Deepening knowledge of the cancer genome

The term ‘cancer’ describes more than 200 different diseases and every single one needs to be clearly understood and requires, ideally, individual treatment. To do this we need to deepen our understanding the cancer genome.

Report: Anja Behringer

The German Cancer Research Centre (DKFZ) in Heidelberg
The German Cancer Research Centre (DKFZ) in Heidelberg

‘In the ageing population the ‘cancer’ diagnosis increases but, thanks to modern medicine, mortality decreases,’ declared Professor Christof von Kalle, Speaker of the Board of the National Centre for Tumour Diseases (NCT) at the German Cancer Research Centre (DKFZ) in the Helmholtz Society during the European Cancer Research Congress in Munich.

Dr von Kalle, who heads the NCT Translational Oncology Department, is particularly pleased with the excellent technological facilities that will advance interdisciplinary personalised cancer medicine above all in genomics, proteomics, imaging, radiotherapy, immunology and prevention. Today patients’ tumour cell genes can be analysed to design a custom-made therapy.

Beyond primary tumour cells, metastases have become a major object of interest in cancer research. For decades scientists have assumed that the protein coding is the most important – if not the only – function of the genome, with the genes providing the necessary ‘coding plan’. Surprisingly, however, only about two percent of the genome is indeed protein-coding sequences while 98% do not carry any coding information at all. Nevertheless, 70-90% of the genome is translated into the language of the messenger: ribonucleic acid (RNA). These non-coding RNA molecules, copies of the genome without protein codes, are important products of the genome.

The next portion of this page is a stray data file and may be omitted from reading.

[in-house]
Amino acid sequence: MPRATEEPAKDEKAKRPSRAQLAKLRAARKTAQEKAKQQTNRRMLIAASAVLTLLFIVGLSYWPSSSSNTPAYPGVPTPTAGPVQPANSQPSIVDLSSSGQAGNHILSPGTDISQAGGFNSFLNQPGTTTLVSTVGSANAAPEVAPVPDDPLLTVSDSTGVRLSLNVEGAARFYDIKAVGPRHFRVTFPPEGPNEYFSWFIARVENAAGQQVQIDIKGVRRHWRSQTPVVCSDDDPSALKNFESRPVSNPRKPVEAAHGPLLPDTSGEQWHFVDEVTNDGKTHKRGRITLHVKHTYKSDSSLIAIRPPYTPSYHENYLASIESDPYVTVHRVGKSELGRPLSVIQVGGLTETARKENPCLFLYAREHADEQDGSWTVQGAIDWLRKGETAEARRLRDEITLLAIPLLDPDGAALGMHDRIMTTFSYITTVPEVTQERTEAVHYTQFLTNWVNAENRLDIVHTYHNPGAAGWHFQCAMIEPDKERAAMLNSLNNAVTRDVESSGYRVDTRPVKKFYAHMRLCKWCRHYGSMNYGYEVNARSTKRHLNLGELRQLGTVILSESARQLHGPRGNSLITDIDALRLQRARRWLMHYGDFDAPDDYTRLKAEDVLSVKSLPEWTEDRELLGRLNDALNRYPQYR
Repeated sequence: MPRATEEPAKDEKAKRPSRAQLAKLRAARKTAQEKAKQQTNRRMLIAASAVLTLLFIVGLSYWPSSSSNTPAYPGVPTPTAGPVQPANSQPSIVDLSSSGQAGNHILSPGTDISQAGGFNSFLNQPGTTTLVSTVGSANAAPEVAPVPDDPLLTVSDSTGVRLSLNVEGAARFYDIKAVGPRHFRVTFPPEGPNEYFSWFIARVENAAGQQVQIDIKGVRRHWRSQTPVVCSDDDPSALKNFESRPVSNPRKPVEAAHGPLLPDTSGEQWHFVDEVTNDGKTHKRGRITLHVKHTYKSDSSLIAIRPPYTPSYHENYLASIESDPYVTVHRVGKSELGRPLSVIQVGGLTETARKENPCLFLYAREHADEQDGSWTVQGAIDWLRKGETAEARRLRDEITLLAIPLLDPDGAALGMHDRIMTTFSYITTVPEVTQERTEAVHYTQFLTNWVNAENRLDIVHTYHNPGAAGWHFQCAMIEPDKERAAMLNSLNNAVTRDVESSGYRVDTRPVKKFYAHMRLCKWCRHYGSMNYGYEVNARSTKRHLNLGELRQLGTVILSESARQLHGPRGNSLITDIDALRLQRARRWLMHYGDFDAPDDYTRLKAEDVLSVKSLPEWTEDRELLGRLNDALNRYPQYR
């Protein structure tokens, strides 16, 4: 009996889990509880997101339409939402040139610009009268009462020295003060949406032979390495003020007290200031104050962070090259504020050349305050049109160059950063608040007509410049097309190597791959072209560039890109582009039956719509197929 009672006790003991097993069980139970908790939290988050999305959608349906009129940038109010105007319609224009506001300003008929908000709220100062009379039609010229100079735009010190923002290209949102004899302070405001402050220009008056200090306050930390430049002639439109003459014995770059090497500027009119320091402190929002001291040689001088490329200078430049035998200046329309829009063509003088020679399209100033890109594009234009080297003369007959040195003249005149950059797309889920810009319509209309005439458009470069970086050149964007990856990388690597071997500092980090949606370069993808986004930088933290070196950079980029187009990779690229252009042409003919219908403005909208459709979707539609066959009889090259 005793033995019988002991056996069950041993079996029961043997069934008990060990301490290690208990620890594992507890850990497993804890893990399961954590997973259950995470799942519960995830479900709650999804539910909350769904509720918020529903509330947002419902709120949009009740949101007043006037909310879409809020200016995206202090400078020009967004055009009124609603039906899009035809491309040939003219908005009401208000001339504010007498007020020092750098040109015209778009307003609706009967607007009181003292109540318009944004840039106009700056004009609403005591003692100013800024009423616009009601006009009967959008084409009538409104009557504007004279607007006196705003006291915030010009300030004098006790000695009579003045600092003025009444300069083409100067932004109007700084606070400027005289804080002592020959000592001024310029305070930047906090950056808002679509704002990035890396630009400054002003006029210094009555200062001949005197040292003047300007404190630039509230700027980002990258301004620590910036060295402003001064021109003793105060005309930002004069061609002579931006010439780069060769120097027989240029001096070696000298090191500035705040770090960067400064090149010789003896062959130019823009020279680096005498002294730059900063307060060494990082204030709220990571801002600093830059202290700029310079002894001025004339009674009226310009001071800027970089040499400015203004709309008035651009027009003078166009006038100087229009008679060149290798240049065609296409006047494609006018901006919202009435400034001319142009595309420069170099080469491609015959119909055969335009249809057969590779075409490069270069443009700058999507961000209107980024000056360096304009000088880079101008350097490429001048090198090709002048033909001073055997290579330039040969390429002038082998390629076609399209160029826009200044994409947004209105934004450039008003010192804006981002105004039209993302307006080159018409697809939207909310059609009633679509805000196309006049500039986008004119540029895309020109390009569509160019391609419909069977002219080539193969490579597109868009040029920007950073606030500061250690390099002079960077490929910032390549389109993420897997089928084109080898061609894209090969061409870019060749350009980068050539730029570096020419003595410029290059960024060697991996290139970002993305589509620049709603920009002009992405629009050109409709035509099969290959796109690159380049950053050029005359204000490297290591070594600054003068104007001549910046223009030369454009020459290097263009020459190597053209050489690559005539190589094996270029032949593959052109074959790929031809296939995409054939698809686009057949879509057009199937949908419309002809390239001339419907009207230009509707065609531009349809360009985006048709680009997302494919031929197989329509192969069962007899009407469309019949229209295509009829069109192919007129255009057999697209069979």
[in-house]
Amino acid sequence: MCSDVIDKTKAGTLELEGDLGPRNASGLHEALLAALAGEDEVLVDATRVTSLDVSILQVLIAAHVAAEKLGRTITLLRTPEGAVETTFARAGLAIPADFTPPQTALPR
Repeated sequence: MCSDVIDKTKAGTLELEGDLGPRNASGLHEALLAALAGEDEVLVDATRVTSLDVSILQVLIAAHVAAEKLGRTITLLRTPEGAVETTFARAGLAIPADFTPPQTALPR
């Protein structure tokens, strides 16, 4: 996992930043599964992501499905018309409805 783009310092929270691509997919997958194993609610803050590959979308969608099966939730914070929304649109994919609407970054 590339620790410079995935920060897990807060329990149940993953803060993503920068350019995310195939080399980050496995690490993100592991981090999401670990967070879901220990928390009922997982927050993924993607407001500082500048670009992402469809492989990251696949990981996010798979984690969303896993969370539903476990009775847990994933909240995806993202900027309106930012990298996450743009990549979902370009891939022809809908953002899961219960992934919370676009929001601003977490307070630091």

Members of the Helmholtz junior researcher group ‘Molecular RNA Biology & Cancer’ at Heidelberg University Hospital focus on this ‘young’ class of molecules. The scientists assume that they play an important role in cancer development and therefore might be important biomarkers or target structures for therapies.

Dr Sven Diederichs, Head of the junior researchers group, reports that they could link one of these non-coding RNA molecules to lung cancer progression. The RNA is associated with the development of metastases – the cause of death in the majority of patients who suffer lung cancer, responsible for more deaths worldwide than any other type of cancer.


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